Ray-Ban teases launch date of Facebook's smart glasses
Rumors about Facebook's smart glasses have been afloat since January. We finally have reason to believe the rumors are true and Facebook is indeed developing smart glasses, although the AR capability remains questionable. Eyewear major Ray-Ban recently teased a product launch in collaboration with Facebook slated for September 9. These could be the new smart glasses. Here are more details.
Facebook first mentioned 'connected glasses' project in January
In January, Facebook's Vice-President of Augmented and Virtual Reality (AR and VR) Andrew Bosworth had revealed that the social media giant's smart glasses would be launching "sooner than later" in 2021. Media reports chose to refer to the product as AR glasses, but Facebook preferred to refer to them as "connected glasses"—probably to play it safe. The partnership with Ray-Ban was revealed in 2020.
New glasses could be element of Zuckerberg's grand metaverse plans
Since January, a lot has changed. Facebook founder-CEO Mark Zuckerberg went on the record to say he envisions Facebook transitioning from a social media company to "a metaverse company." Changes in the organization's structure to this effect were made as well. Transitioning to a metaverse puts the spotlight back on AR and VR hardware that the company has been developing alongside the Oculus range.
Facebook could start with simple product, teaser doesn't reveal much
Ray-Ban's teaser webpage doesn't reveal much besides the launch date. That said, we believe that Facebook could possibly start with a simple product like the Google Glass or the Snapchat Spectacles to gauge market interest. If the product is well-received, later iterations could sport more immersive AR and VR features in sync with Zuckerberg's metaverse vision. For now, these are just "connected glasses."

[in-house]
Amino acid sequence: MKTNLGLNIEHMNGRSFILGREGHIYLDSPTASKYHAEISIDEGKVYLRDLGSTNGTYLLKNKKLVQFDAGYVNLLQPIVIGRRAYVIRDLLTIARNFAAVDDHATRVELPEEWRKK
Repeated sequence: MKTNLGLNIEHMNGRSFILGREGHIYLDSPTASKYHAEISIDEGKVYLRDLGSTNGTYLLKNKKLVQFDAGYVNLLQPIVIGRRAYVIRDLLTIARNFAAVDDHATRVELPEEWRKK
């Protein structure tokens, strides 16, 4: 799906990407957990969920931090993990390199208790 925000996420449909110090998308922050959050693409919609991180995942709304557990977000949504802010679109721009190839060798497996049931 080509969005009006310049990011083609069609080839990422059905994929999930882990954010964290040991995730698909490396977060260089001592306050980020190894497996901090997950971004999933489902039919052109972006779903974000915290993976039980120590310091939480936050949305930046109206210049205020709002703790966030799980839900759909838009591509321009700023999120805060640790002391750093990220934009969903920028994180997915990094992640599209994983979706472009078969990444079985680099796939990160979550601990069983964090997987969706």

Will the new Facebook wearable's battery life be a handicap?
Additionally, Zuckerberg and Bosworth have been tweeting out videos recorded from a first-person perspective recently. The collections of short video clips are uncannily stable but could have been recorded using the new glasses. If that is the case, at least we know it can shoot Full-HD videos. However, the short clips could be because of the known battery life limitations associated with such wearables.
Bosworth's collection of video clips filmed from first-person perspective
Facebook gave staffers prototypes to determine possible use cases
Interestingly, Facebook also gave some of its staff prototypes of a device called Project Aria to understand how commoners would use smart glasses in real life. Battery life is a constraint-induced by design and is something manufacturers could eventually eliminate with advances in battery technology. The bigger challenge of how people use smart glasses remains. And, it has reduced glasses to a niche product.